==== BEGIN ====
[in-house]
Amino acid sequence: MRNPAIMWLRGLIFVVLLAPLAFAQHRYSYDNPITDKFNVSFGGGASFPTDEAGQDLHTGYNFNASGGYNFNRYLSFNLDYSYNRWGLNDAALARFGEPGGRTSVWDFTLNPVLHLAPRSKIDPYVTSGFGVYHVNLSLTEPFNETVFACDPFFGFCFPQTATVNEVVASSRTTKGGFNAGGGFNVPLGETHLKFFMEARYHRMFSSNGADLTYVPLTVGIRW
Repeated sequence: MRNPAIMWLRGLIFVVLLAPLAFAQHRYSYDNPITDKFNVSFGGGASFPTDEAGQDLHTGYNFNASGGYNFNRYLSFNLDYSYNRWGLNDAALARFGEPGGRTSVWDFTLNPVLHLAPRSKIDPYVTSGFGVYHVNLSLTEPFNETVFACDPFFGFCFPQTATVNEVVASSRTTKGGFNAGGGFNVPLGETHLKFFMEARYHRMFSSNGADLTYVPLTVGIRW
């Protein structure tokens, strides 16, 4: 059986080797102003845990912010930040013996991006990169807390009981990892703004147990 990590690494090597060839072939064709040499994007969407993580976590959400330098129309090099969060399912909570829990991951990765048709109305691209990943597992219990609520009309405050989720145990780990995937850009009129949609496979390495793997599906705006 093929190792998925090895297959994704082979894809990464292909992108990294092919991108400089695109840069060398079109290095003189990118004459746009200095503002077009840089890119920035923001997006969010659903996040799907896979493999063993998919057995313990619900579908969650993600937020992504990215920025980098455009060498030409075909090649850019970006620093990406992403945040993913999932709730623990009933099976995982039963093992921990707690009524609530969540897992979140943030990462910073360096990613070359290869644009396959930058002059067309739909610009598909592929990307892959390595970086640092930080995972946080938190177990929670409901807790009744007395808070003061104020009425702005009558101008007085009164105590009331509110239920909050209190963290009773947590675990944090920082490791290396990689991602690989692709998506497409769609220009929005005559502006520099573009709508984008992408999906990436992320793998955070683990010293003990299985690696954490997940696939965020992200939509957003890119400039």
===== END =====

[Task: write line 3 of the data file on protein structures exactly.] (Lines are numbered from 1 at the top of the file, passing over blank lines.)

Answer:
Repeated sequence: MRNPAIMWLRGLIFVVLLAPLAFAQHRYSYDNPITDKFNVSFGGGASFPTDEAGQDLHTGYNFNASGGYNFNRYLSFNLDYSYNRWGLNDAALARFGEPGGRTSVWDFTLNPVLHLAPRSKIDPYVTSGFGVYHVNLSLTEPFNETVFACDPFFGFCFPQTATVNEVVASSRTTKGGFNAGGGFNVPLGETHLKFFMEARYHRMFSSNGADLTYVPLTVGIRW